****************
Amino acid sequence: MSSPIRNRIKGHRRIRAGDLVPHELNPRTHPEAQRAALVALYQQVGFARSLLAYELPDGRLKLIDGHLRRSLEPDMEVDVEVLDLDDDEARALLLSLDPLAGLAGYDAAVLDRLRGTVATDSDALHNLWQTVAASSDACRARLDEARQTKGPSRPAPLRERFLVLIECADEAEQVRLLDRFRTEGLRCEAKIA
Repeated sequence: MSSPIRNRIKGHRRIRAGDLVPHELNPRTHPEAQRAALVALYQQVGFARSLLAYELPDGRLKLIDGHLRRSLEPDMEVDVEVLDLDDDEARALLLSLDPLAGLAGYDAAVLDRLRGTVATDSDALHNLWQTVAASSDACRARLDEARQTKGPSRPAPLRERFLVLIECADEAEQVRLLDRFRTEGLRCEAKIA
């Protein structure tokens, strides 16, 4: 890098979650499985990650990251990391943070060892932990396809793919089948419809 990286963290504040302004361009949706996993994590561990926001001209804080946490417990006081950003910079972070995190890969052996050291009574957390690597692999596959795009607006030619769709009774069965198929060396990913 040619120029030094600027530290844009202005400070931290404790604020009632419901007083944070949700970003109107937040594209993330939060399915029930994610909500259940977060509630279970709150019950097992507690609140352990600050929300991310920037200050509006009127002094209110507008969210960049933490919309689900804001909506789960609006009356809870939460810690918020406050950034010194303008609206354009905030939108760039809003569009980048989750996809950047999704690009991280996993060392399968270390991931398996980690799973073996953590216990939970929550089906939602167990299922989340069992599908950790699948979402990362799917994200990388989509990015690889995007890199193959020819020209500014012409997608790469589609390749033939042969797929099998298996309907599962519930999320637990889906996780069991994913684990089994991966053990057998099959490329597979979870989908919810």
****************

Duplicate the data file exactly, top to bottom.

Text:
Amino acid sequence: MSSPIRNRIKGHRRIRAGDLVPHELNPRTHPEAQRAALVALYQQVGFARSLLAYELPDGRLKLIDGHLRRSLEPDMEVDVEVLDLDDDEARALLLSLDPLAGLAGYDAAVLDRLRGTVATDSDALHNLWQTVAASSDACRARLDEARQTKGPSRPAPLRERFLVLIECADEAEQVRLLDRFRTEGLRCEAKIA
Repeated sequence: MSSPIRNRIKGHRRIRAGDLVPHELNPRTHPEAQRAALVALYQQVGFARSLLAYELPDGRLKLIDGHLRRSLEPDMEVDVEVLDLDDDEARALLLSLDPLAGLAGYDAAVLDRLRGTVATDSDALHNLWQTVAASSDACRARLDEARQTKGPSRPAPLRERFLVLIECADEAEQVRLLDRFRTEGLRCEAKIA
């Protein structure tokens, strides 16, 4: 890098979650499985990650990251990391943070060892932990396809793919089948419809 990286963290504040302004361009949706996993994590561990926001001209804080946490417990006081950003910079972070995190890969052996050291009574957390690597692999596959795009607006030619769709009774069965198929060396990913 040619120029030094600027530290844009202005400070931290404790604020009632419901007083944070949700970003109107937040594209993330939060399915029930994610909500259940977060509630279970709150019950097992507690609140352990600050929300991310920037200050509006009127002094209110507008969210960049933490919309689900804001909506789960609006009356809870939460810690918020406050950034010194303008609206354009905030939108760039809003569009980048989750996809950047999704690009991280996993060392399968270390991931398996980690799973073996953590216990939970929550089906939602167990299922989340069992599908950790699948979402990362799917994200990388989509990015690889995007890199193959020819020209500014012409997608790469589609390749033939042969797929099998298996309907599962519930999320637990889906996780069991994913684990089994991966053990057998099959490329597979979870989908919810």